"History through The Korea Herald” revisits significant events and issues over seven decades through articles, photos and editorial pieces published in the Herald and retell them from a contemporary perspective. – Ed.
Aug. 15 is a national holiday marking Korea’s liberation from 35 years of Japanese colonial rule in 1945.
But the historic day for South Koreans turned into a nightmare 48 years ago in 1974, when then-first lady Yuk Young-soo was killed by a bullet meant for her husband -- military dictator and the third President of Korea Park Chung-hee -- during a nationally televised commemoration ceremony.
At around 10:23 a.m., as Park was moving onto the topic of the two Korea's peaceful unification in his address, a sudden gunshot echoed through the air.
In the next few seconds, a 38-caliber pistol-wielding man surged toward the stage, firing several shots. The assassin, later identified as Japanese-born North Korean sympathizer Mun Se-gwang, was stopped just 10 meters away from where Park stood.
Park managed to take cover behind his podium. But the first lady, who was seated toward the back of the stage, was shot in the head.
Despite the best efforts of the medial team at Seoul National University Hospital, the damage was too severe. Yuk was pronounced dead at around 7 p.m. the same day.
The tragic passing of the 48-year-old first lady, officially announced about an hour later, plunged the entire nation into shock and grief.
However, she was not the only victim on that fateful day. An 18-year-old member of a high school choir named Jang Bong-hwa was also fatally shot at the ceremony. It was later revealed that she was shot by a security officer amid the panicked response to the assassination attempt.
Nation in mourning
Park's seizure of power through a military coup, iron-fisted rule and suppression of dissidents has made him a polarizing figure, with both supporters and opponents among the public today. However, the same cannot be said for his wife.
Yuk was widely admired as the first lady, back then and even now, and was seen as a symbol of warmth who held great compassion for the less fortunate in society.
Her tragic death and the ensuing five-day state funeral was a unifying moment for the nation, as people from all walks of life came together in mourning.
More than 100,000 people -- including key political figures, foreign special envoys and citizens across the nation -- paid their tribute at a mortuary for Yuk set up within the presidential office.
Over 1 million people, many of them weeping, lined the streets to witness Yuk’s funeral procession as it made its way through the heart of Seoul.
The front page of The Korea Herald on Aug. 20, 1974 features the funeral as a top story titled “Farewell to First Lady,” along with several photos of the national funeral service held on Aug. 19 at 10 a.m.
"We cannot suppress our lamentation at the loss of our proud first lady who possessed elegance, benevolence and wisdom," then Prime Minister Kim Jong-pil was quoted in the story as saying during the service.
"The late first lady granted constant love to all the people equally and dealt with all affairs, whether important or trivial, with near perfect minute and prudent attention, thereby unmistakably planting the typical and dignified image of a Korean mother."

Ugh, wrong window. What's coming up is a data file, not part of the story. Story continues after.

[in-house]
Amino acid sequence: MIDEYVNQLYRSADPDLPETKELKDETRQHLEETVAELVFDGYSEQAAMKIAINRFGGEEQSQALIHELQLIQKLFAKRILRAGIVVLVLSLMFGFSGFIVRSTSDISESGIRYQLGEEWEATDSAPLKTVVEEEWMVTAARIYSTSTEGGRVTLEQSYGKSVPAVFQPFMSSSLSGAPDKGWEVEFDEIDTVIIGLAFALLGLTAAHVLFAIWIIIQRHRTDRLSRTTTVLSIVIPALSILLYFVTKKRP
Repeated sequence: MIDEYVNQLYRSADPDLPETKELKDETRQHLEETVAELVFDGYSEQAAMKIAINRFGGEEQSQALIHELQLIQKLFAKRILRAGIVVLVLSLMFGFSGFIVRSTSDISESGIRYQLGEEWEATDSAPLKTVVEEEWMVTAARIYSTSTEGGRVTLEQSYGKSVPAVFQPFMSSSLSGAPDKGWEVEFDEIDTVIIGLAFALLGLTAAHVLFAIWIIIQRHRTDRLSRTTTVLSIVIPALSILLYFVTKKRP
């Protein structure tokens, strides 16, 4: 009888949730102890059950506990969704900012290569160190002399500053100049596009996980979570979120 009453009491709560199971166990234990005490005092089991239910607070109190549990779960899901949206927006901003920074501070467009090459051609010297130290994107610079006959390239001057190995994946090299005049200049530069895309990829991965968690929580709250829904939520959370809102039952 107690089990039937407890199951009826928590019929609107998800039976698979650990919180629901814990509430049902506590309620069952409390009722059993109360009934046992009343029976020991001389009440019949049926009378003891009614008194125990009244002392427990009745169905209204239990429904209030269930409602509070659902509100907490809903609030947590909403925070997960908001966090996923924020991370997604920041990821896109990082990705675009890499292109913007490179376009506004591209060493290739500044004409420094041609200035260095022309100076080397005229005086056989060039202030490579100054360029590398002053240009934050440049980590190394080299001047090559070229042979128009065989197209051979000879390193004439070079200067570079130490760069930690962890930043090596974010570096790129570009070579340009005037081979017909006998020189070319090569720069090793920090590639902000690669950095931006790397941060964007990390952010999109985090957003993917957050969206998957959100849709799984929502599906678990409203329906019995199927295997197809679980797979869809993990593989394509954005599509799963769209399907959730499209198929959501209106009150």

Yuk's body was interred at the National Cemetery in Seoul, where former presidents, war heroes and other top patriots are laid to rest.
The couple had three children. While President Park, his second daughter and son stayed by her deathbed, the eldest child Park Geun-hye could not, as she was studying abroad in France at the time. She returned home a day after her mother’s passing.
Of all her works, Yuk is most remembered for her efforts to reach out to patients with leprosy, who had long lived in isolation and were ostracized by society. She was the first high-ranking person to visit a leprosy colony on Sorok Island, shaking hands with patients without wearing gloves.
Investigation, execution and lingering questions
The assassin apprehended at the scene was 22-year-old Mun, who possessed a revolver capable of holding up to five bullets.
The ensuing investigation determined that a total of seven shots were fired at the scene, and Mun was identified as the shooter who killed Yuk. However, there are lingering doubts about what really happened, due to a lack of concrete evidence and conflicting witness accounts. One factor that contributed to doubts about the investigation's credibility is that despite a security officer confessing to firing the fatal shot at the choir girl, her death was officially attributed to Mun.
The authorities, wrapping up the probe, announced that Mun had plotted to kill Park after receiving orders from North Korea and the so-called “Chongryon” -- a secretive and powerful pro-Pyongyang organization of ethnic Koreans based in Japan -- was behind the assassination.
Mun was executed on Dec. 20, 1974, convicted of violating the National Security Law, two counts of murder and attempted murder.
Kakuei Tanaka, the then-prime minister of Japan, visited Seoul to attend Yuk's funeral, as shown in the bottom right-hand corner of the newspaper's front page.
Despite his condolence visit, Korea-Japan relations were strained following Yuk's death, as it was later discovered that Mun had stolen his revolver from a police station in Japan. Korea also condemned Japan’s lax oversight of pro-North organizations in its territory.
Anti-Japanese sentiment reached its peak amid worsening ties between the neighbors when a group of 200 Korean protesters broke into the Japanese embassy on Sept. 9 of that year and destroyed property, according to local news reports.
But the two countries gradually restored diplomatic ties after Shiina Etsusaburo, vice president of the ruling Liberal Democratic Party, flew to Korea to deliver a letter of apology from Tanaka.